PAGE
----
Can’t get enough multi-colored foliage? Discover a selection of 23 different variegated shrubs in our article!

Managing Pests and Disease

Common snowberry is considered resistant to deer – not that they won’t eat it, but the plants will bounce back well after a bit of browsing.

In fact, this species is considered an important browse for deer, antelope, and bighorn sheep. Just be careful to protect young specimens from deer until they are established.

Want to keep deer out of your yard or garden altogether? Learn how to install deer fencing.

Insect pests don’t tend to be a problem for this species. Various types of sphinx moths and leaf miner moths (Phyllonorycter spp.) can use this species as a larval host, but any damage they cause often goes unnoticed.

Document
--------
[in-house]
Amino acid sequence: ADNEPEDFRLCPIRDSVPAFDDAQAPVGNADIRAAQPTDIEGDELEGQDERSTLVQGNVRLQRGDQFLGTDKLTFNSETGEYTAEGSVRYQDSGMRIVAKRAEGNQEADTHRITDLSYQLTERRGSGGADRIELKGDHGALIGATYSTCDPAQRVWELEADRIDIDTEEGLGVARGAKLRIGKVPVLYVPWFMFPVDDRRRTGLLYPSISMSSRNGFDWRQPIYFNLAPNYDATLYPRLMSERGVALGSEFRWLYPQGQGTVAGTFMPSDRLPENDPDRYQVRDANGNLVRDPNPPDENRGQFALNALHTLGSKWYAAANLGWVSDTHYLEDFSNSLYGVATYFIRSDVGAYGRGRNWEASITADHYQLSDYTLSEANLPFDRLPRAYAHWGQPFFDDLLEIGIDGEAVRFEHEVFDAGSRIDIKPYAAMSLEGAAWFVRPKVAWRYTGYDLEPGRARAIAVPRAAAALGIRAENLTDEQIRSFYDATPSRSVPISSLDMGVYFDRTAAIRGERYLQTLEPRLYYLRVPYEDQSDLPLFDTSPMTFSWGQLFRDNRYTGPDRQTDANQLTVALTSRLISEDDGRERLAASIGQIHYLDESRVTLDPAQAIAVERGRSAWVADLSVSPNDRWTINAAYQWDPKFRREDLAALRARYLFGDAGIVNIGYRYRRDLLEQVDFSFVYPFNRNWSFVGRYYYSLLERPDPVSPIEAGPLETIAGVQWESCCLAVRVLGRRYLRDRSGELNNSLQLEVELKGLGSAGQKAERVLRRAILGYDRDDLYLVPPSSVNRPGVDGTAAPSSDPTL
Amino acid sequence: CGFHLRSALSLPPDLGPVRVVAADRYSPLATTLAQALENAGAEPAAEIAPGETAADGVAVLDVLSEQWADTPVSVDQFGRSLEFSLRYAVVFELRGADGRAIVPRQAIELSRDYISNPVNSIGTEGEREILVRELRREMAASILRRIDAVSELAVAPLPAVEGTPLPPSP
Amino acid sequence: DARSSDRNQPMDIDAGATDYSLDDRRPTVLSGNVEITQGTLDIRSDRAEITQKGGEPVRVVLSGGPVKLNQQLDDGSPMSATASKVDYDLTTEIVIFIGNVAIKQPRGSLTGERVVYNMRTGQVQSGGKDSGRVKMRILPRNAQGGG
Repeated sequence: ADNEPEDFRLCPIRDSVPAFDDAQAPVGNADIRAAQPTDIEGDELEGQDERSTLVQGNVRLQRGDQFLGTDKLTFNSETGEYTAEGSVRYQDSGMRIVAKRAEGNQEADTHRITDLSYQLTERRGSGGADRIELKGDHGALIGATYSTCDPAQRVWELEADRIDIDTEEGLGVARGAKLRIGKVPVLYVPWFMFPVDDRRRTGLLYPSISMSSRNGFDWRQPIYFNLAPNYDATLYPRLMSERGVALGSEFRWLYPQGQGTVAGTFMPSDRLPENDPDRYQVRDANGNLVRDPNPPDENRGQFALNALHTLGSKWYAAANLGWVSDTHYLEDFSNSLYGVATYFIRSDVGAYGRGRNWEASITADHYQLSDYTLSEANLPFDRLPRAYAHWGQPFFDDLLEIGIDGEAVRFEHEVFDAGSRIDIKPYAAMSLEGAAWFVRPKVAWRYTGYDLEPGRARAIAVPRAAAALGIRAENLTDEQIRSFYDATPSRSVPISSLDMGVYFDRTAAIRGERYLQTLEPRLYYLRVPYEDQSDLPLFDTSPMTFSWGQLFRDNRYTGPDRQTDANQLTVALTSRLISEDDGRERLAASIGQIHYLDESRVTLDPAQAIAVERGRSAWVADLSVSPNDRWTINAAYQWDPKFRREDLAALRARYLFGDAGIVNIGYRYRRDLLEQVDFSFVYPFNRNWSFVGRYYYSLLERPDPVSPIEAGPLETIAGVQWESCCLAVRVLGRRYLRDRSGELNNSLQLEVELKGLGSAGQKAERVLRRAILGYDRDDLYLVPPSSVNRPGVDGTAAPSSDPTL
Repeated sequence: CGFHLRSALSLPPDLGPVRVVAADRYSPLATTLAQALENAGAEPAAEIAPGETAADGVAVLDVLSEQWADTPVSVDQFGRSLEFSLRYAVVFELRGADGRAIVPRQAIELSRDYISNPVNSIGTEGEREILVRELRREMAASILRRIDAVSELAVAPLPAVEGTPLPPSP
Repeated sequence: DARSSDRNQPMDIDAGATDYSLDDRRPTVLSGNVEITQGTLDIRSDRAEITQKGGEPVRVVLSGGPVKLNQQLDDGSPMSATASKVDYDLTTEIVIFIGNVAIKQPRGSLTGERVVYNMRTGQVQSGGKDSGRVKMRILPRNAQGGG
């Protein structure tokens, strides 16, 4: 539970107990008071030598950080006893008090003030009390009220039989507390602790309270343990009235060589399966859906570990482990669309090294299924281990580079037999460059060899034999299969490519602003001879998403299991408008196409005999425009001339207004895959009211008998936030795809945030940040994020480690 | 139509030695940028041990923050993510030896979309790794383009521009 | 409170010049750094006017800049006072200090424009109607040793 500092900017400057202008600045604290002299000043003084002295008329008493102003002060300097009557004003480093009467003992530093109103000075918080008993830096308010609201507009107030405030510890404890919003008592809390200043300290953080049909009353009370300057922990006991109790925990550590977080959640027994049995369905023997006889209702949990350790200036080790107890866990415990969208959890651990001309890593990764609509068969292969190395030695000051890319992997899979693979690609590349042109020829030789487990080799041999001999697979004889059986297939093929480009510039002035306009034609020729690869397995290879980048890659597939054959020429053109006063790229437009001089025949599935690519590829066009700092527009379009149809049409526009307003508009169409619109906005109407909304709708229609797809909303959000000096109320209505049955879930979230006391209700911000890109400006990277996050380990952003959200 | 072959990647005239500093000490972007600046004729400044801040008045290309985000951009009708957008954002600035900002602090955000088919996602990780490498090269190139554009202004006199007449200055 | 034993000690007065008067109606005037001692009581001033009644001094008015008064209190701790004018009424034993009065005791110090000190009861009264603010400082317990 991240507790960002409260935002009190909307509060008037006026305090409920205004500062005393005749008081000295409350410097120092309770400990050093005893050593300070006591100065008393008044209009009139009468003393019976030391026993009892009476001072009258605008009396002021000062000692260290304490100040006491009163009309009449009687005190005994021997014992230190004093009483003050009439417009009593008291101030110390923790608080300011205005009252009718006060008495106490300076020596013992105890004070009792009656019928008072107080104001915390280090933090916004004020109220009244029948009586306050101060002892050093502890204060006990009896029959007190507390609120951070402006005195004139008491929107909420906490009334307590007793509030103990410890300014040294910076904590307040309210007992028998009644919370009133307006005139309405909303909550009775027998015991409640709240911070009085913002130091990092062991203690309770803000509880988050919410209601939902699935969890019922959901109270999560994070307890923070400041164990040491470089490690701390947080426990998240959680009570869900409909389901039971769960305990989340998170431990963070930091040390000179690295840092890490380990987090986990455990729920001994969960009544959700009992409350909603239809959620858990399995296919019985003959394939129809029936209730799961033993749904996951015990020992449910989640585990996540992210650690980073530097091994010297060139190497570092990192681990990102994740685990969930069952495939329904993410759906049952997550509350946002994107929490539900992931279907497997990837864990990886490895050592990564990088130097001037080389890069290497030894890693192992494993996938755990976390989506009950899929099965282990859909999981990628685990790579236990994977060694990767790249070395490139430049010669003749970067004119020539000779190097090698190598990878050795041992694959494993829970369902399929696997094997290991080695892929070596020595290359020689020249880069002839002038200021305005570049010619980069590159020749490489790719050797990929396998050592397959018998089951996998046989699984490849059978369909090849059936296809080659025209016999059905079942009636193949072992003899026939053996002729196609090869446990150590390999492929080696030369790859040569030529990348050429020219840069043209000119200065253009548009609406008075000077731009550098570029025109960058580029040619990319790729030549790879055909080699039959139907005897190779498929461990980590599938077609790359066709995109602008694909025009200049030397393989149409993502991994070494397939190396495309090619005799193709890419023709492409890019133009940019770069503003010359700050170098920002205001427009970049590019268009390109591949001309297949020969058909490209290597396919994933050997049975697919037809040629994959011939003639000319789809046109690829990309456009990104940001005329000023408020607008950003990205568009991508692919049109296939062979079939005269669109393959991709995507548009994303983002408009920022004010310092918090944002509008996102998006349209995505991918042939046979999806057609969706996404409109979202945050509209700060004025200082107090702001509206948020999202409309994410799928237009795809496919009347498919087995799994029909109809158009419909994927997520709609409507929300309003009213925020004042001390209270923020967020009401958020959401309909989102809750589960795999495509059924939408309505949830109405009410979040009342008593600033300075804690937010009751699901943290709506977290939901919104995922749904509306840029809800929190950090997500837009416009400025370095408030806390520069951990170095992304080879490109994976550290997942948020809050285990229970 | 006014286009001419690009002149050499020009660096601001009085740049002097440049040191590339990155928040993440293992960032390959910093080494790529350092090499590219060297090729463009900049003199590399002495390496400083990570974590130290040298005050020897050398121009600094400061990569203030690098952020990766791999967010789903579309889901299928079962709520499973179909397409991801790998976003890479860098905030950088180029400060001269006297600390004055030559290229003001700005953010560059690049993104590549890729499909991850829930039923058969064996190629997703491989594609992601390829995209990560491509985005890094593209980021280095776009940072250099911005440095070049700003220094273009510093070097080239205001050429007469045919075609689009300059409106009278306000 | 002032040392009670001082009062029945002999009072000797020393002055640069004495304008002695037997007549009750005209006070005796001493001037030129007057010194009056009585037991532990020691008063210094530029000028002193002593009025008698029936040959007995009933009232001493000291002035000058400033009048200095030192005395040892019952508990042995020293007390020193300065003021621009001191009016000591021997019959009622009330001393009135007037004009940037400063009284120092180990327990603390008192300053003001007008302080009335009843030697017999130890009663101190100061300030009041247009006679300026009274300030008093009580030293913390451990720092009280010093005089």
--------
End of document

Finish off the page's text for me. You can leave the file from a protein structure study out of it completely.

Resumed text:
And remember, if you are growing this species as part of a native tree and shrub landscape, providing native insects with food and habitat is actually part of the goal. This should be celebrated rather than treated like a problem.

Diseases are not common with S. albus, but when they do appear, the most commonly encountered are leaf spot, rust, powdery mildew, and berry rot.

Best Uses of Snowberry Shrubs

Not sure how to best use snowberry bush in your landscape or garden? There are so many different options!

Let’s talk about practicalities first.

Because of their deep roots, these shrubs are an excellent choice to help stabilize banks along rivers, creeks, or streams. And since snowberry bushes are moderately tolerant of flooding, they can even be used in flood plains.